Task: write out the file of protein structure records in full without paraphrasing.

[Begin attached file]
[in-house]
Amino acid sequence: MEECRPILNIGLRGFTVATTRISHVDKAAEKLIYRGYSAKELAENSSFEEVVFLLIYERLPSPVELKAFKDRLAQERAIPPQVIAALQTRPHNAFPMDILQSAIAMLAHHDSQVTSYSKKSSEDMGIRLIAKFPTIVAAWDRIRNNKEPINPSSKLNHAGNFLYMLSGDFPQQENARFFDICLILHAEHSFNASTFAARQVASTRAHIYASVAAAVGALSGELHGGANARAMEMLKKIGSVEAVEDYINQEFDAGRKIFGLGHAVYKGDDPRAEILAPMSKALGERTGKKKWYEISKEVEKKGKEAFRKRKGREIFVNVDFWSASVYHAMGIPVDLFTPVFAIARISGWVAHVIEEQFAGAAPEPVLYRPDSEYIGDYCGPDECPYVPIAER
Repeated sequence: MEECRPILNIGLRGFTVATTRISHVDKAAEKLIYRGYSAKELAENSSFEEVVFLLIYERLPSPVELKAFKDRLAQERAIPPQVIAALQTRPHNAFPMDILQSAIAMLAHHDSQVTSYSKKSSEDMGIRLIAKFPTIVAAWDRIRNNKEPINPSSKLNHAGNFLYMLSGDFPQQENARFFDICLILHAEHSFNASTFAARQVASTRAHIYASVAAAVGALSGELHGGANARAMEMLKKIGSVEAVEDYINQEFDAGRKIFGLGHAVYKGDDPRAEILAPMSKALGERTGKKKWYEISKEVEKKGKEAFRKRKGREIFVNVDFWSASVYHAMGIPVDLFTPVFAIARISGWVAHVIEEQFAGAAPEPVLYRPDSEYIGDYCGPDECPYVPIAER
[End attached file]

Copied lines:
[in-house]
Amino acid sequence: MEECRPILNIGLRGFTVATTRISHVDKAAEKLIYRGYSAKELAENSSFEEVVFLLIYERLPSPVELKAFKDRLAQERAIPPQVIAALQTRPHNAFPMDILQSAIAMLAHHDSQVTSYSKKSSEDMGIRLIAKFPTIVAAWDRIRNNKEPINPSSKLNHAGNFLYMLSGDFPQQENARFFDICLILHAEHSFNASTFAARQVASTRAHIYASVAAAVGALSGELHGGANARAMEMLKKIGSVEAVEDYINQEFDAGRKIFGLGHAVYKGDDPRAEILAPMSKALGERTGKKKWYEISKEVEKKGKEAFRKRKGREIFVNVDFWSASVYHAMGIPVDLFTPVFAIARISGWVAHVIEEQFAGAAPEPVLYRPDSEYIGDYCGPDECPYVPIAER
Repeated sequence: MEECRPILNIGLRGFTVATTRISHVDKAAEKLIYRGYSAKELAENSSFEEVVFLLIYERLPSPVELKAFKDRLAQERAIPPQVIAALQTRPHNAFPMDILQSAIAMLAHHDSQVTSYSKKSSEDMGIRLIAKFPTIVAAWDRIRNNKEPINPSSKLNHAGNFLYMLSGDFPQQENARFFDICLILHAEHSFNASTFAARQVASTRAHIYASVAAAVGALSGELHGGANARAMEMLKKIGSVEAVEDYINQEFDAGRKIFGLGHAVYKGDDPRAEILAPMSKALGERTGKKKWYEISKEVEKKGKEAFRKRKGREIFVNVDFWSASVYHAMGIPVDLFTPVFAIARISGWVAHVIEEQFAGAAPEPVLYRPDSEYIGDYCGPDECPYVPIAER